Forget about the food.
Chef Perry Sinacola wants you to see, swirl, sniff, sip and savor wine at his new business in downtown Milford.
Sinacola and his wife Kristin plan to open The Wine Studio wine bar in early 2018 in a building adjacent to their restaurant, the Milford House Bar & Grill, 113 E. Commerce Road.
“I don’t mean we’re going to be making food there right now. For now, we will focus on wines. Maybe on the road we will do some pairings. We will mainly be doing wine tastings and lectures. It will be more of an experience with wine, ”Sinacola said in a recent interview at his restaurant. “There is no wine bar here and we think we can offer something where you can sit, relax and enjoy a few glasses of wine.”
The adjacent 6,000 square foot building at 510-514 Main has been stripped of its envelope, but needs a permit before construction can begin. When complete, it will include a retail wine store, wine bar and room for conferences, seminars, private events and group wine tastings. Sinacola plans to keep much of the existing interior brickwork and create a “modern Tuscan” look. Guests will enter the wine bar through an entrance on the north side of the building.
An interior door will connect The Wine Studio to the restaurant, allowing staff to move between the two businesses.
Charles Barnard will be the sommelier and consigliere of The Wine Studio. He has been involved in the wine industry for over 20 years, has lectured on wines and has been a distributor.
“It won’t be the wines from the grocery store, so they might not recognize the name. We will teach them. I’ll probably do a weekly lecture, ”Barnard said.
It also plans to invite winegrowers and importers to promote their products. Some events can be based on a theme.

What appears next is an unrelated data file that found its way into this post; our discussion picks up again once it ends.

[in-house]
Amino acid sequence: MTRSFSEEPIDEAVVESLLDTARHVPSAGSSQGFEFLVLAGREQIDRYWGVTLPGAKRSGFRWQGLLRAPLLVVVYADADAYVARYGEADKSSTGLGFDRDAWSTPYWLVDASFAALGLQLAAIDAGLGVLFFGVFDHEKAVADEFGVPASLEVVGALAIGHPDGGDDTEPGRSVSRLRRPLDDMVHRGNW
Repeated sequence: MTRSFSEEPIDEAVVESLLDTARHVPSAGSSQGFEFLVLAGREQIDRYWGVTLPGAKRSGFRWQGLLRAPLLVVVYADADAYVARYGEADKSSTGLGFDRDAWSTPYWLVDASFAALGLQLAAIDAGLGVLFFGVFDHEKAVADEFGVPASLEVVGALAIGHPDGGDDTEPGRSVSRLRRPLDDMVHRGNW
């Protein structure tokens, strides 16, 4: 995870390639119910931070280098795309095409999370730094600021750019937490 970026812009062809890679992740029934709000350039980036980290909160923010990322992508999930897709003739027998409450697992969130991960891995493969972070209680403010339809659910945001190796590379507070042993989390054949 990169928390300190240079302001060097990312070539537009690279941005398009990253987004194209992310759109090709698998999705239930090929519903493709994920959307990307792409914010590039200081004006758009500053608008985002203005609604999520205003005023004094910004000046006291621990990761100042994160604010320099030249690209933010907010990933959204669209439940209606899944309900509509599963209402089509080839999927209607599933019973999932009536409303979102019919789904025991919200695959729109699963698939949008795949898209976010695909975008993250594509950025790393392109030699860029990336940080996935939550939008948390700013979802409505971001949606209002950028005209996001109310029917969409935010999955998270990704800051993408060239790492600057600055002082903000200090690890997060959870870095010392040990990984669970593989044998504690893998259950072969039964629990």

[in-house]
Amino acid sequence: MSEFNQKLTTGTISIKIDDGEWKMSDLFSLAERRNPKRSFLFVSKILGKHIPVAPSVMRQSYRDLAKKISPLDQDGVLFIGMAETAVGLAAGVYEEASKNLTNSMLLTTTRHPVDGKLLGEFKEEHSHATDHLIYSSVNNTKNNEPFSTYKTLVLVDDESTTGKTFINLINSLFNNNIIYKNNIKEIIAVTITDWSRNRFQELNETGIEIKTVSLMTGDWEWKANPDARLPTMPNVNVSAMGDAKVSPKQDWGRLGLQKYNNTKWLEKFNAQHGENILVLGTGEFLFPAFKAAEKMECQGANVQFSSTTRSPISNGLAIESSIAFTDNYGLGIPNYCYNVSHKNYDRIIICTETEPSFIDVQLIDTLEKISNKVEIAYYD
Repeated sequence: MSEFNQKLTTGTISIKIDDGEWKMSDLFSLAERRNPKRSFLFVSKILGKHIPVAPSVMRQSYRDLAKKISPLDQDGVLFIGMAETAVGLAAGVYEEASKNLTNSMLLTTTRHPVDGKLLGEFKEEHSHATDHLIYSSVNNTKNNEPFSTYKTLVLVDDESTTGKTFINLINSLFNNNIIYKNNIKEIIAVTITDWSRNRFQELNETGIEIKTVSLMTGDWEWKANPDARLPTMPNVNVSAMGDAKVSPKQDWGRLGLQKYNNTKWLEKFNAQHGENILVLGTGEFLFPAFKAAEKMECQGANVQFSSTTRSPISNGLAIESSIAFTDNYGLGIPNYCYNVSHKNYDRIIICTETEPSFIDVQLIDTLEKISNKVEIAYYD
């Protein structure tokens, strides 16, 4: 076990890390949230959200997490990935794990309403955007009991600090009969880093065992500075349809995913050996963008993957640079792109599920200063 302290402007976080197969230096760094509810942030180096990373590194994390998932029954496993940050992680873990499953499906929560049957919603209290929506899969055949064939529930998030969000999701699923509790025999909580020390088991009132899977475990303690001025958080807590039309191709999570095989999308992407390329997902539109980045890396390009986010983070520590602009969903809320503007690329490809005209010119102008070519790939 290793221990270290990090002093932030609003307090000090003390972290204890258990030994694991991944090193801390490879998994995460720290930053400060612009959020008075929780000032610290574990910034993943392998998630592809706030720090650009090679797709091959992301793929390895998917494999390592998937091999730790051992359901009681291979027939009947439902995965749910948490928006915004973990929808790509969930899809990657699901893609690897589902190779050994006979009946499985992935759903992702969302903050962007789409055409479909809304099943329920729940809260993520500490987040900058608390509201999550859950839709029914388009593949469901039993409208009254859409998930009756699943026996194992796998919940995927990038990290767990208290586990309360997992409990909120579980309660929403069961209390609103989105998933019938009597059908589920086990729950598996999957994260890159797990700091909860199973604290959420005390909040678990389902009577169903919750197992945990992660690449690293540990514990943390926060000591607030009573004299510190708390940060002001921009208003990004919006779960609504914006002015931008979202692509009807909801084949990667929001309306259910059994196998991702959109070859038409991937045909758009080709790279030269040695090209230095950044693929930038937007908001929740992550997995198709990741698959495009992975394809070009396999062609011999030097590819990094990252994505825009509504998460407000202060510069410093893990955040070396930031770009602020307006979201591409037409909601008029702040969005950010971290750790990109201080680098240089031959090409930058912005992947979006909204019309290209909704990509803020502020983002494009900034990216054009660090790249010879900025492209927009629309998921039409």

“We will do flights,” he said. “Maybe it’s a cabernet theft or a wine theft from Italy. There will be a good opportunity to learn more about a certain region or style when we do. Wine is a great tool. pedagogic.
Barnard said Washington and Oregon are the “new hot spots” for wine and South African wines are also in fashion.
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According to the Michigan Grape and Wine Industry Council, wine production at 131 Michigan wineries has increased 34% over the past five years.
“We will be bringing in a fair amount of local wine from what is available,” Barnard said, adding that tourism has helped boost Michigan wine sales.
“I think so many people have been to Traverse City and visited the wineries – it’s a great way to visit the wineries – and they come back here and ask what you got from up there, or from the shore. from Lake Michigan or other areas, “he said.
Sinacola said he hadn’t considered building a craft brewery or craft brewery because southeast Michigan has become “almost too saturated” with breweries.
“It looks like there is a demand (for beer), but I know there is also a demand for wine,” he said. “Wine is more than people can imagine.”
According to Barnard, the closest wine bar to Milford is in Livonia, around 20 miles away. Others are located in Detroit.
In addition to a restaurant and a future wine bar, Sinacola also operates an ice cream shop, catering and takeout at Milford House.